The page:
In what way was Moshe like Hashem, regarding the pain of the Jews? How is this reflected in The Rebbe’s leadership? How can we – ordinary people – emulate this? Rabbi Avrohom Brashevitzky, Shliach to Doral, FL, shares his thoughts on this week’s Parsha – Va’eira.
“V’gam Ani Shomaati Es Naakas B’nei Yisroel…” “And also, I heard the moans of the children of Israel…”
Moshe was like his master, he paid attention to and felt the pain of The B’nei Yisroel. In last week’s Parsha we read how Moshe went out to observe the plight of his brethren. Upon seeing an Egyptian hitting a Jew, Moshe reacted and “took care of business”. Although he himself was free from the enslavement and any worries, having grown up in the king’s palace, yet Moshe made it very personal when he witnessed the hardships his brethren were experiencing. A true leader, and for that matter areal Yid, feels the pain of others and participates in the sorrow of another. There are countless stories which we are privy to, regarding The Rebbe’s personal involvement in the pain of His fellow Yidden. Not only did The Rebbe know what was happening, moreover it affected Him personally and many times resulted in His direct involvement.
Rabbi Chaim Gutnik OBM once went in to Yechidus and noticed that The Rebbe appeared unusually serious, close to tears. It was obvious that The Rebbe was experiencing some emotional distress. Rabbi Gutnik, being somewhat “close”, summed up the courage and inquired “what is bothering The Rebbe?”
The Rebbe told him: “there’s a young couple who recently married and requested to go out on Shlichus. I stipulated my agreement with them bringing me consent from their parents that they agree to it. After several days they returned with the consent, and I gave them my blessings. The young woman is an only daughter, a sister to five brothers who all serve on Shlichus in various places the world over (The Rebbe proceeded to enumerate the exact locations of each one), and now the parents will be all alone…” The Rebbe continued: “right now they are all in the airport saying their good-byes, the tears are flowing like water… Although these are tears of joy, still they are tears AND IN THESE MOMENTS I AM THERE WITH THEM!”
Another story which highlights The Rebbe’s care and involvement in the plight of even the youngest of Chassidim. Many years ago the principal of one of the schools in Crown Heights received a phone call. It was Rabbi Chadokov on the line. He explained that The Rebbe had instructed him to find out what was being done regarding a certain young student who was being harassed by his classmates due to his handicap. The mother had tried to resolve this matter through the “regular channels” but was unsuccessful in getting the school to make a real change. The boy was still being taunted and his feelings terribly hurt. She wrote to The Rebbe expressing her anguish. Rabbi Chadokov asked that the school take care of the problem ASAP.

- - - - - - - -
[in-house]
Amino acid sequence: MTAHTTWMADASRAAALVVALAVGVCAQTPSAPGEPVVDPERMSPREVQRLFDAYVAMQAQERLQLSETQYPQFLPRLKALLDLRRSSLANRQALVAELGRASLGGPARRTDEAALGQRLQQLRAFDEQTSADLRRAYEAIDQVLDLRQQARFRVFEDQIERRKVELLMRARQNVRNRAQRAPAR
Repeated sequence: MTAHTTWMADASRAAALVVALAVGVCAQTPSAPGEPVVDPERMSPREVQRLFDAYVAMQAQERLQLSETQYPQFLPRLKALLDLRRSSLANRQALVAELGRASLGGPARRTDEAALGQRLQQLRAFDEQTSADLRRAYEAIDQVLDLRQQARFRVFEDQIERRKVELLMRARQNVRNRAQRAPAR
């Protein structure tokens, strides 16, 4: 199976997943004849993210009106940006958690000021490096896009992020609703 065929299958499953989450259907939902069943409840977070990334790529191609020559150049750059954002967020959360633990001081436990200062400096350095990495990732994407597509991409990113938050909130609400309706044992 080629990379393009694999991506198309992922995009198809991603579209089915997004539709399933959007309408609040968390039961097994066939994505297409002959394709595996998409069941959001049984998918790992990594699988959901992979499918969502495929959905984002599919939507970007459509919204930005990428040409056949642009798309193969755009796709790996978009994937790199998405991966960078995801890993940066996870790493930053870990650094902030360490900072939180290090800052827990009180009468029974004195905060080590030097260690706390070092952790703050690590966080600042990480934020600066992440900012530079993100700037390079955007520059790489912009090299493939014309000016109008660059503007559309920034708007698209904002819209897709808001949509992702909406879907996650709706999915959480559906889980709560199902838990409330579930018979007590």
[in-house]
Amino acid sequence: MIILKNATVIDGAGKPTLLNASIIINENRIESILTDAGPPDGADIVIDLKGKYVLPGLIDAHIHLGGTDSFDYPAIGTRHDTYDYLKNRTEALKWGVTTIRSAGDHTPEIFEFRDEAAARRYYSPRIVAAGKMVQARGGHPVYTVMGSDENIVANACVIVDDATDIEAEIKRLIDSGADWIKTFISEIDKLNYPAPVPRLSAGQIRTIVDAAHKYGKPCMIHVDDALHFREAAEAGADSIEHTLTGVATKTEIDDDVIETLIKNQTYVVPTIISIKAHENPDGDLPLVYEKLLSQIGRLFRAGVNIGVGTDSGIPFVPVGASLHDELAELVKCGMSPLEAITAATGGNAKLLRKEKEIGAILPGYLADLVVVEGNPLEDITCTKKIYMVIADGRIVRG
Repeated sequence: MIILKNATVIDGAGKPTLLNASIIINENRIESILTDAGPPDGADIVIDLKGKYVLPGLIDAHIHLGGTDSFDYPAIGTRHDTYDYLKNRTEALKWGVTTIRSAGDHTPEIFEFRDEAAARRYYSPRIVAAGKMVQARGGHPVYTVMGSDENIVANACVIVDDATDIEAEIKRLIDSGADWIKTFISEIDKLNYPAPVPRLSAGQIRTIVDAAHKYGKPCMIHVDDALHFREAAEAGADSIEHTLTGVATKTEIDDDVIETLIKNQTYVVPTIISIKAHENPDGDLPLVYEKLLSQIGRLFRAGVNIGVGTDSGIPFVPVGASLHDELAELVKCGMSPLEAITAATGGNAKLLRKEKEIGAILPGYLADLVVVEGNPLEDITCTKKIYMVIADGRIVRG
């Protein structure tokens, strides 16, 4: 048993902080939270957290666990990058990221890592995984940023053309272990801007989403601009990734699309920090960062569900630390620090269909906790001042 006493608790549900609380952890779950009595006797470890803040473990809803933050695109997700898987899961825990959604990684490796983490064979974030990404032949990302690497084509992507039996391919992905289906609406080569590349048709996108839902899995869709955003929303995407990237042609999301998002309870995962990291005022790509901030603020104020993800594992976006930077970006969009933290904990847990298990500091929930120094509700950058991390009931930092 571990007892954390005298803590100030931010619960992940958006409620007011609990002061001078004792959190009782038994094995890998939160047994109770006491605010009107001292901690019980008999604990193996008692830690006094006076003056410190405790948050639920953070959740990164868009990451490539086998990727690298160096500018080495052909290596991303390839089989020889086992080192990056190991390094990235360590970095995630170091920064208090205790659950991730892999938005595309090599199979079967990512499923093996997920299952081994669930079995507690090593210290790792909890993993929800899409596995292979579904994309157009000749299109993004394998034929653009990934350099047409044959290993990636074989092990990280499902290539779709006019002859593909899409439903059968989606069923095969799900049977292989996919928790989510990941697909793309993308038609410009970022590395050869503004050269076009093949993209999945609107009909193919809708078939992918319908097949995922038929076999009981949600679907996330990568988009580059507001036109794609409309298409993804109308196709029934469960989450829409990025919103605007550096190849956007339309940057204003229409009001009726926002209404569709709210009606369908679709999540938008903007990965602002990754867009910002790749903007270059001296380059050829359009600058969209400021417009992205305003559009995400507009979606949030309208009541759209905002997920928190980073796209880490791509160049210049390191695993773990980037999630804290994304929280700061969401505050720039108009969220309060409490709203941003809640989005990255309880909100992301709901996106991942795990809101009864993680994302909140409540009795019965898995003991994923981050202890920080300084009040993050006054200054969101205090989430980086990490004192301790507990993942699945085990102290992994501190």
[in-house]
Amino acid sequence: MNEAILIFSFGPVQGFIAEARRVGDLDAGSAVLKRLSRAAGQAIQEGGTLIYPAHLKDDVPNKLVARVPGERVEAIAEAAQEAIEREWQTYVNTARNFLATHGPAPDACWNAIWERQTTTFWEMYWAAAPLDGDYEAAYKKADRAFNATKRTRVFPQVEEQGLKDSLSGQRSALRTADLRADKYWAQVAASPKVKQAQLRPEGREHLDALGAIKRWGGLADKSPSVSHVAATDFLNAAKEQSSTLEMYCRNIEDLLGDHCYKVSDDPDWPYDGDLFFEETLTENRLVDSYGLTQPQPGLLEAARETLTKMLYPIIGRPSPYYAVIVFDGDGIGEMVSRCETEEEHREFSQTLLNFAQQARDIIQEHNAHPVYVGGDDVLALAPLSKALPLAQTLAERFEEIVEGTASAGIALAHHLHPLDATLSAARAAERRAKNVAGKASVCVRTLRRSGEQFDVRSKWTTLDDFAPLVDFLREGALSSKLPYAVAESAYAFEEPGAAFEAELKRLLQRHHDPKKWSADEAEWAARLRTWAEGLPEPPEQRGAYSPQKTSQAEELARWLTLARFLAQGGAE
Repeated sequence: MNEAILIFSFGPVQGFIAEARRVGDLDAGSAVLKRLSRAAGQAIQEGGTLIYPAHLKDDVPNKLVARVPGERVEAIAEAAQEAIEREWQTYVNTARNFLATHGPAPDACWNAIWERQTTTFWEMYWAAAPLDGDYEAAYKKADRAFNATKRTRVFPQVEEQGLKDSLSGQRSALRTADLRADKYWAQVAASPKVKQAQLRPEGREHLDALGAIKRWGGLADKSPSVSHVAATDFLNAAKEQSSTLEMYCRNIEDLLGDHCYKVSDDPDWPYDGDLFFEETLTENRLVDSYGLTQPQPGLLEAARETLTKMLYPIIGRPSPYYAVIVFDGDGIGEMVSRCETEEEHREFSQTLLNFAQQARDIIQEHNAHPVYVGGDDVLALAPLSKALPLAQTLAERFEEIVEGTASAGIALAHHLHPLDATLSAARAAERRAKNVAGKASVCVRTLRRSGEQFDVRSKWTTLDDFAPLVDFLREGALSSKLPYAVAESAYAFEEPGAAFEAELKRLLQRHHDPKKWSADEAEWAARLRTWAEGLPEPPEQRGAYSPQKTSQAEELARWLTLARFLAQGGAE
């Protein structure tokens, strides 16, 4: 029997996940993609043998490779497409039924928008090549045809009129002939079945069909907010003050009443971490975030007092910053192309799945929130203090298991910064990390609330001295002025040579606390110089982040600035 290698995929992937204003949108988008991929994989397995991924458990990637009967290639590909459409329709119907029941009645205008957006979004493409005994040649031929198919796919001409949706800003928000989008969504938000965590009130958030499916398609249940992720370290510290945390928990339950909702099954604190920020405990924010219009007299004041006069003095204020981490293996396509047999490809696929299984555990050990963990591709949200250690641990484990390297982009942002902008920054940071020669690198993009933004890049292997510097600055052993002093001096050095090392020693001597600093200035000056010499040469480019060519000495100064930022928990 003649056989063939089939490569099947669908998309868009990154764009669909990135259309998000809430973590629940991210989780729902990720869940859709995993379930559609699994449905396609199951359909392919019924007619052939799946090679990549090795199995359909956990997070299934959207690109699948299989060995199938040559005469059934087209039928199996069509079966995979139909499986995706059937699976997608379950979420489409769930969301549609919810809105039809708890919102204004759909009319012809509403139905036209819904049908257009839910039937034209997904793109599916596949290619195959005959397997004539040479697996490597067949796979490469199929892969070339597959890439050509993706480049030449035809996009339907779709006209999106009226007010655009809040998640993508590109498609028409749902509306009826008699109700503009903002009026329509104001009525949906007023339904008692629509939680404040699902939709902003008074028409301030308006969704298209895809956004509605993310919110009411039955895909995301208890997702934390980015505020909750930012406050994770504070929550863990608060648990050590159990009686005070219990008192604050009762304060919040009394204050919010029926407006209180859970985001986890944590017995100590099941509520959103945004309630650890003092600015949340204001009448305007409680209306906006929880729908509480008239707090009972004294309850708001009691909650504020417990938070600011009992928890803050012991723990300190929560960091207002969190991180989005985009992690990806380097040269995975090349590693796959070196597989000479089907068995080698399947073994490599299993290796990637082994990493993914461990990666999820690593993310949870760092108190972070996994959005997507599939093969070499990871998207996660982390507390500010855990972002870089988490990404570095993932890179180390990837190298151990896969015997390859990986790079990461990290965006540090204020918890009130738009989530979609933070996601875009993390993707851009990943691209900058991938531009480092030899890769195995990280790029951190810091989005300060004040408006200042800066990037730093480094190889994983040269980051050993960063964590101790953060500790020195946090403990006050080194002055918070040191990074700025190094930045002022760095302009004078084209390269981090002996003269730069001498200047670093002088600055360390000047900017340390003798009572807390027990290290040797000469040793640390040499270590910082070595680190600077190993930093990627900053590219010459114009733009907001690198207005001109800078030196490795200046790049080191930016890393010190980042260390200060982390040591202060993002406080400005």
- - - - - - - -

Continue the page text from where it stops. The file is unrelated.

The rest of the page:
About a week later Rabbi Chadokov called again. This wasn’t just a regular follow-up call… He explained that The Rebbe is frustrated with the fact that nothing substantial was done to resolve the matter and The Rebbe made it clear that “if the school does do whatever necessary to rectify the situation, He himself will have no choice but to come down to the school and personally take care of the problem!” Needless to say, the problem was taken care of very quickly!
A while later was the boy’s Bar Mitzvah. Typically, on the Shabbosim that The Rebbe would Farbreng, all Kidushim were short and quick. Everybody wanted to make in time for the1:30 start of the Shabbos Farbrengen. The Bar Mitzvah fell out on one such Shabbos in which The Rebbe would always Farbreng. The family prepared a Kiddush in their Shul on the opp[osite end of Crown Heighhts, with the expectation of the crowd remaining for only a short period of time. As The Rebbe entered The Shul in the morning for Shacharis, he did not give the typical signal for a Farbrengen. This obviously took everyone by surprise: “no Farbrengen on such a Shabbos?!” As the people attending the Bar Mitzvah Kiddush were getting ready to head out to 770, people were pouring in with the news that there will no Farbrengen! The young Bar Mitzvah ended up having a very nice Bar Mitzvah celebration, well attended and which lasted for many hours!
Take a moment to reflect. Think how important these special occasions were to The Rebbe, that He would Farbreng for the occasion year after year. Think about how His time was so well calculated and precious. Think how The Rebbe would not deviate from his schedule. Yet, to help the celebration of this young boy The Rebbe made it personal and helped contribute to his Simcha.
None of us are able to realistically, fully emulate The Rebbe’s care and compassion for another Yid. Yet, on some level we certainly have the capacity to care and show compassion – to the extent of our abilities. As The Rebbe explained many times, when relating a story about one of The Rabbeim or other Torah Giants “the fact that by Divine Providence the story has reached us, indicates that (at least) on some level we are capable of doing the same”. Make it a point to feel another’s pain, to get involved, to actually do something to help.
In conclusion, I once heard a Vort repeated in the name of Reb Mendel Futerfas: “A Chosid not only feels someone else’s pain. For, not to feel bad when someone else is going through hardship is just plain cruel. Even a non-Chosid is Mentch enough to feel another’s pain. A Chosid is someone who truly feels and experiences joy when another Yid is in joy!”